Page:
The Daniel K. Inouye Solar Telescope has taken its first image of the Sun, a detailed view of our star's boiling gases that far surpasses what was possible before. Science operations are set to begin later this year.
And now the video version:
The Daniel K. Inouye Telescope, being built on Haleakalā in Hawai'i, has seen first light. The image above, taken using the Visible Broadband Imager (VBI), shows the Sun's boiling gases in unprecedented detail.
The convection cells, also termed granules, are roughly the size of Texas. The motions within each cell are akin to those in a pot of boiling water, with plasma welling up in the center of each cell, cooling near the surface, then sinking down the sides. In the process, each granule transports heat (and magnetic fields) from the Sun's interior into the outer atmosphere, or corona.
VBI's 16-megapixel camera can resolve features as small as 25 kilometers (15 miles) across — giving astronomers the power to resolve something the size of Manhattan on the surface of the Sun. "We’re so excited to be resolving the smallest details on the largest object in our solar system," says Thomas Rimmele, director of the Inouye Telescope.
And again, the mind-blowing video version:
"The first images that appeared on screen exceeded my expectations," Rimmele says. "Some people commented they had never seen me as happy as I was at that moment."
Inouye Telescope Timeline
Taken in December 2019, the first-light image kicks off the final sprint of a long marathon. Construction on the Inouye Telescope began almost a decade ago, with ground broken on December 12, 2012. Now, it will only be a few more months, likely in July 2020, until the telescope finally begins operations. While the VBI is in place, other instruments are still being commissioned.
The work will never really finish though — the observatory will remain a work in progress throughout the telescope's projected 44-year lifetime, as new instruments will take the place of outdated technology and keep the observatory on the cutting edge.
Over its long life, the telescope will see the Sun change throughout four solar cycles, the 11-year period over which our star's magnetic activity waxes and wanes. In fact, the telescope is beginning operations as the Sun is just ramping up Cycle 25.
The Corona, Unveiled
Up until now, ground-based telescopes observing the Sun have only been able to see the proverbial tip of the iceberg. The Sun's glare typically hides the corona from view except during a total solar eclipse, when, true to its name, the white light of ultra-hot plasma can be seen crowning the Sun.
With the new capabilities of the Inouye Telescope, astronomers will now be able to not only image the corona but even measure magnetic field lines as they twist and dance within the outflowing plasma. "It's all about the magnetic field," Rimmele says. Once all of the initial Inouye Telescope "To unravel the Sun's biggest mysteries, we have to not only be able to clearly see these tiny structures [granules] from 93 million miles away but very precisely measure their magnetic field strength and direction near the surface and trace the field as it extends out in the million-degree corona."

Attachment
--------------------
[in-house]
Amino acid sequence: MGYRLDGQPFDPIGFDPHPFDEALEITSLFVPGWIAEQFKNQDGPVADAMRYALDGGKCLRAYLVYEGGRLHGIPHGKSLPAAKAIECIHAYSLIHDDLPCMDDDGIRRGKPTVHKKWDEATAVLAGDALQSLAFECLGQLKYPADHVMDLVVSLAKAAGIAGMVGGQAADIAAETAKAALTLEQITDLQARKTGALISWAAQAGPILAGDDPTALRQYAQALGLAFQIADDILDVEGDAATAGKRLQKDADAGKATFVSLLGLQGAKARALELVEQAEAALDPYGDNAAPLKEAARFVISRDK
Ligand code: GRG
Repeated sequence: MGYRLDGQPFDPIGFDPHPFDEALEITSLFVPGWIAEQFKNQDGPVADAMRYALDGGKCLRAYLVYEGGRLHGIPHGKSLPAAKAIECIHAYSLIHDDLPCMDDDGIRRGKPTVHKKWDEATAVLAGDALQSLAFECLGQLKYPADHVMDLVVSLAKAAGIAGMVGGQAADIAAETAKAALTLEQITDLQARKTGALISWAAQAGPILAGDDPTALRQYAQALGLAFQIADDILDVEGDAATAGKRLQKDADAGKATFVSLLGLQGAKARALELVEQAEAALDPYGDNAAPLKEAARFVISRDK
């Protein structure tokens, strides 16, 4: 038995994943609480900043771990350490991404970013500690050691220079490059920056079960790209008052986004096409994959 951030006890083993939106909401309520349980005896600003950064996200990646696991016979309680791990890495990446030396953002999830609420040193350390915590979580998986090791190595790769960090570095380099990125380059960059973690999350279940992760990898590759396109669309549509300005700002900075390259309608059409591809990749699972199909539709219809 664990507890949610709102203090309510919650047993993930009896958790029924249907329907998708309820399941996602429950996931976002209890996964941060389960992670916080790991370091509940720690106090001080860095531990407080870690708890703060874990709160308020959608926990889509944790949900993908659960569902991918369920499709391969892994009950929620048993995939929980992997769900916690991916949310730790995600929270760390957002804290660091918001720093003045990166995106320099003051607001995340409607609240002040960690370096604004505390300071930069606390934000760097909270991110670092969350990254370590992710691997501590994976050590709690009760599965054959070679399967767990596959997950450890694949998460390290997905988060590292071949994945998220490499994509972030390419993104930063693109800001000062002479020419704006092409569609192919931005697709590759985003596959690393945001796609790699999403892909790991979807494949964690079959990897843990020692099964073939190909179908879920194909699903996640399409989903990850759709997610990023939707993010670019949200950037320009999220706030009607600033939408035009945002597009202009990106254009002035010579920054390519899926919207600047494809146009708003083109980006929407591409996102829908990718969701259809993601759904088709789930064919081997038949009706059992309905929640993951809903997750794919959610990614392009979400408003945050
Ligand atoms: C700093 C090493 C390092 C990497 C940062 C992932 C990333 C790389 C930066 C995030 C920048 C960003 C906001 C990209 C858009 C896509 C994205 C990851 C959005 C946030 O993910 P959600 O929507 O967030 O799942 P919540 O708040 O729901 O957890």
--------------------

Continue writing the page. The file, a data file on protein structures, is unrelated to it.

The Inouye Telescope's 4-meter (13-foot) mirror enables astronomers to collect a vast amount of sunlight, resulting in detailed images and other data that nicely complement the measurements made by NASA's Parker Solar Probe (currently on its fourth trip around and very near the Sun) and the European Space Agency's Solar Orbiter (to be launched February 6th).
Taking the Heat
Capturing first light was no easy feat. As Inouye collects all that sunlight, it's also collecting a lot of heat. If you've ever used a magnifying glass to set fire to dry kindling, you know the power of focused sunlight — now imagine using a magnifying glass 4 meters across!
Cooling the heat generated by the power of sunlight requires some neat engineering. The primary mirror itself is cooled to protect the surface. Then, after the primary mirror brings sunlight to a focus, the beam of light encounters a heat stop, a liquid-cooled metal donut that blocks 95% of the sunlight's heat before it hits the secondary mirror. The heat stop also basically acts as a field stop, shrinking the telescope's field of view to a circle 5 arcminutes across.
As engineers built the heat stop, they came across some roadblocks, so the heat stop used to take the first-light is a temporary one, requiring some restrictions on the pointing of the telescope. "We are looking at a second version of that that doesn’t have pointing restrictions," Rimmele says. "It’s in the works, and it will be resolved by the end of construction."
After the heat stop and the bounce off the secondary mirror, the drastically reduced beam of sunlight encounters a deformable mirror only 200 millimeters across with 1,600 actuators on the back that manipulate its shape. This mirror is part of a feedback system that removes the "twinkling" effect of Earth's atmosphere on the sunlight passing through it.
After this correction, the beam of sunlight bounces around the Coudé Lab, a 150-ton, rotating cleanroom that contains the scientific instruments that mine the sunlight for data. The instruments are expected to produce around 9 terabytes of data every day, providing a more detailed view of our star than we've ever had.